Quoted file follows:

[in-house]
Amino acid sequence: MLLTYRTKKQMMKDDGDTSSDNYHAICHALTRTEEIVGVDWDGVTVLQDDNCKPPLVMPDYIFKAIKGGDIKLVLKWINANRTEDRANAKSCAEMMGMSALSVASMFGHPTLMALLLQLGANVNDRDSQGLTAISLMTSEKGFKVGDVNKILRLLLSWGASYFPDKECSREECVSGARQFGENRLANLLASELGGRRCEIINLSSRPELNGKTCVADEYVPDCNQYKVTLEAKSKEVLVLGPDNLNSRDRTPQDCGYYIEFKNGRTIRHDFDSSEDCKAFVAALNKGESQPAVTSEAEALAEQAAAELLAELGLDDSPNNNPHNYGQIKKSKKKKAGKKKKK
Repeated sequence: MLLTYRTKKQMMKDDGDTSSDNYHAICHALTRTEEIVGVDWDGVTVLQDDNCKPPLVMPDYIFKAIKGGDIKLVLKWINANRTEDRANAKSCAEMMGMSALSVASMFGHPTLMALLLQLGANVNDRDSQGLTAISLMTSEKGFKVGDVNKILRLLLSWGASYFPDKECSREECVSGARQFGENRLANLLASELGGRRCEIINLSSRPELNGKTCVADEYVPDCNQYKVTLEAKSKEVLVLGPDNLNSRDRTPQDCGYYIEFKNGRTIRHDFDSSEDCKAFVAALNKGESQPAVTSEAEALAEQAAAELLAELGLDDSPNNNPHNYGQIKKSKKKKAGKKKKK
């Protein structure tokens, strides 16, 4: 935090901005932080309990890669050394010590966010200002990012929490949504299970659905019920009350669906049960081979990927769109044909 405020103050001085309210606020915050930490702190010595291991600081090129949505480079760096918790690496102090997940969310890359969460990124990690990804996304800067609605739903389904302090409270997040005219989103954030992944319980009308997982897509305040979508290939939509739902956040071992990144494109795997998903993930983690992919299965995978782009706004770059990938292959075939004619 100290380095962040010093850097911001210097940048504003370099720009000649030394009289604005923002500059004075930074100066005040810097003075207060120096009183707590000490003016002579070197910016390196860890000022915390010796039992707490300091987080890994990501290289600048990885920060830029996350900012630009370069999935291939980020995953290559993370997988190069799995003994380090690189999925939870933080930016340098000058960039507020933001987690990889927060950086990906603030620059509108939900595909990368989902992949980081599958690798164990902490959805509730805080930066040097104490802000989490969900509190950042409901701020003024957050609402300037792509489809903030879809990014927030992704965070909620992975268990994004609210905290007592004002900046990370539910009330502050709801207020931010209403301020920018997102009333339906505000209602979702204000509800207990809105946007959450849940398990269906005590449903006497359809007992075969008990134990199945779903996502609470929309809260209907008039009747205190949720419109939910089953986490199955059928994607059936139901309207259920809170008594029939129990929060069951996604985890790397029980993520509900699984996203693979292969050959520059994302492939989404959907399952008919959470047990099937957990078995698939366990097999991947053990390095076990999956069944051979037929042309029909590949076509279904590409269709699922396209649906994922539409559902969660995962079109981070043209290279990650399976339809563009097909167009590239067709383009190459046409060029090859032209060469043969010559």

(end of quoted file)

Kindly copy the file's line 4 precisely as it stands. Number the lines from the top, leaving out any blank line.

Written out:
């Protein structure tokens, strides 16, 4: 935090901005932080309990890669050394010590966010200002990012929490949504299970659905019920009350669906049960081979990927769109044909 405020103050001085309210606020915050930490702190010595291991600081090129949505480079760096918790690496102090997940969310890359969460990124990690990804996304800067609605739903389904302090409270997040005219989103954030992944319980009308997982897509305040979508290939939509739902956040071992990144494109795997998903993930983690992919299965995978782009706004770059990938292959075939004619 100290380095962040010093850097911001210097940048504003370099720009000649030394009289604005923002500059004075930074100066005040810097003075207060120096009183707590000490003016002579070197910016390196860890000022915390010796039992707490300091987080890994990501290289600048990885920060830029996350900012630009370069999935291939980020995953290559993370997988190069799995003994380090690189999925939870933080930016340098000058960039507020933001987690990889927060950086990906603030620059509108939900595909990368989902992949980081599958690798164990902490959805509730805080930066040097104490802000989490969900509190950042409901701020003024957050609402300037792509489809903030879809990014927030992704965070909620992975268990994004609210905290007592004002900046990370539910009330502050709801207020931010209403301020920018997102009333339906505000209602979702204000509800207990809105946007959450849940398990269906005590449903006497359809007992075969008990134990199945779903996502609470929309809260209907008039009747205190949720419109939910089953986490199955059928994607059936139901309207259920809170008594029939129990929060069951996604985890790397029980993520509900699984996203693979292969050959520059994302492939989404959907399952008919959470047990099937957990078995698939366990097999991947053990390095076990999956069944051979037929042309029909590949076509279904590409269709699922396209649906994922539409559902969660995962079109981070043209290279990650399976339809563009097909167009590239067709383009190459046409060029090859032209060469043969010559």